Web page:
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What the blurb says:

Northeast Mississippi is hill country, rugged and notorious for outlaws since the Civil War, where killings are as commonplace as they were in the Old West. To Quinn Colson, just back from a tour of Afghanistan, it’s home. But home has changed.

Quinn returns to a place overrun by corruption. His uncle, the county sheriff, is dead – officially it was suicide, but others whisper murder. In the days that follow, it will be up to Colson, now an Army Ranger, to discover the truth – not only about his uncle, but also about his family, friends, hometown and himself.

Quinn Colson, what a gent. I think that Jack Reacher may have finally found a decent competitor. And they have their similarities, the army affiliations, the silent-but-sturdy type and that hot-dang animal magnetism; but Quinn is the new kid on the block, a little fresher and a little less dog-eared.

His story is one of growth, having returned from the army, he seems an outsider in the world in which he grew up. There’s the ex-girlfriend, now married, the mother, now with the sister’s child in tow, and his old buddies. It’s a frightful mix of no-one to trust, because double crosses are rife in Mississippi.

I loved the setting of this novel. ‘Redneck noir’ is my favourite description of the book. It always seems that small-town America gets a bad rep in novels and to be honest, this book doesn’t really showcase any different, but it gives a truthful perspective as our protagonist, Quinn, has grown up there, moved away and been dragged back by a family death. Mississippi, comes across as a collage of trailer parks, meth labs and truck stops.

Quinn’s is not the only story, however, that we follow in The Ranger. We also follow a sixteen year old pregnant girl whose main reason for existing appears to be attracting trouble. As she goes off in search of her baby-daddy, she lands in the heart of corruption and at the hands of some pretty nasty characters.

As Quinn unravels the mysteries surrounding his uncles death, the plot-lines draw closer together and the answers cause some violent show-downs. My only complaint about the novel is the lack of romantic interaction for Quinn. Although the police officer offers a tempting character, their relationship doesn’t quite tread the line of unbearable tension. Subtle hints are not always enough.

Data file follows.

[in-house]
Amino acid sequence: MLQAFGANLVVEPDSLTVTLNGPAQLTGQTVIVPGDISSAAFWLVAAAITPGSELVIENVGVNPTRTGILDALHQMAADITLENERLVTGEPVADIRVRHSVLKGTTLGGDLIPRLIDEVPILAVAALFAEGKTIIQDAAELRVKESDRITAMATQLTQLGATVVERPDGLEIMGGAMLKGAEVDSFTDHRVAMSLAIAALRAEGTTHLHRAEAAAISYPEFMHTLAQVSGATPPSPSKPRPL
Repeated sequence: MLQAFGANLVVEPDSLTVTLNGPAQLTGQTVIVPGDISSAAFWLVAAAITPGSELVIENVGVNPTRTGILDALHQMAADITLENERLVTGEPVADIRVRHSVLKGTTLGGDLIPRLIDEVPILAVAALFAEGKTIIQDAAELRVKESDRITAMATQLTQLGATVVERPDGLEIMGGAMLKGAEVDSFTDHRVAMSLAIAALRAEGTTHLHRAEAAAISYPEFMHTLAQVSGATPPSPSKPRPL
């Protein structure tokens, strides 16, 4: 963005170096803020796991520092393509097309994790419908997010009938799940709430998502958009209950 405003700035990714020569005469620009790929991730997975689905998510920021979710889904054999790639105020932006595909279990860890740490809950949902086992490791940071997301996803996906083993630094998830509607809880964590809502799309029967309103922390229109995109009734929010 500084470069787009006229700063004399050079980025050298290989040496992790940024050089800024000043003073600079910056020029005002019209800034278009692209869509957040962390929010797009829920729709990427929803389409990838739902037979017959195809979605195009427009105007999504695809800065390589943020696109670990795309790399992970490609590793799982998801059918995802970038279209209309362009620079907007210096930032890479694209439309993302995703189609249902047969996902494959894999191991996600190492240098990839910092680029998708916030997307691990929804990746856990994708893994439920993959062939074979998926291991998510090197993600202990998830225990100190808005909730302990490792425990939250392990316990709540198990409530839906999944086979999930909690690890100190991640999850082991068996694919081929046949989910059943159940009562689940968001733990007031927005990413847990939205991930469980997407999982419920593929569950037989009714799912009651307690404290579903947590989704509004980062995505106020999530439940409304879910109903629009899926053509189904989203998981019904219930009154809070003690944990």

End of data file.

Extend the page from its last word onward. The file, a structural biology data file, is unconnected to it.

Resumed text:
Truthful, fast-paced and gripping. Mr Atkins, bring on the next book please.

4/5

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I’m very excited to get to be a part of the blog tour for Victoria Lamb’s The Dark Lady. 

For all the details of the rest of the tour check out the gorgeous poster below:

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I am about 3/4 of the way through this compelling novel and will be posting a review as soon as I’ve finished (which I don’t think will be long as I’m currently whizzing through).

Until my review, here’s an interview with the lovely author herself:

What are your inspirations behind writing the Lucy Morgan trilogy?

 A few years ago, I was living near Kenilworth Castle in Warwickshire, where the first book, The Queen’s Secret, is set. I was fascinated by their lavish exhibition about Elizabeth I’s visit there in 1575. I began to plan a novel set during that time, with my main narrative character as one of the Queen’s ladies. During my research, I came across the shadowy character of Lucy Morgan and her possible candidacy for Shakespeare’s “Dark Lady of the Sonnets”. The plot began to fall into place. But of course Shakespeare, a local Warwickshire lad, was eleven years old in 1575. That was when I realised it would have to be a trilogy, set over several decades, and with multiple narrators.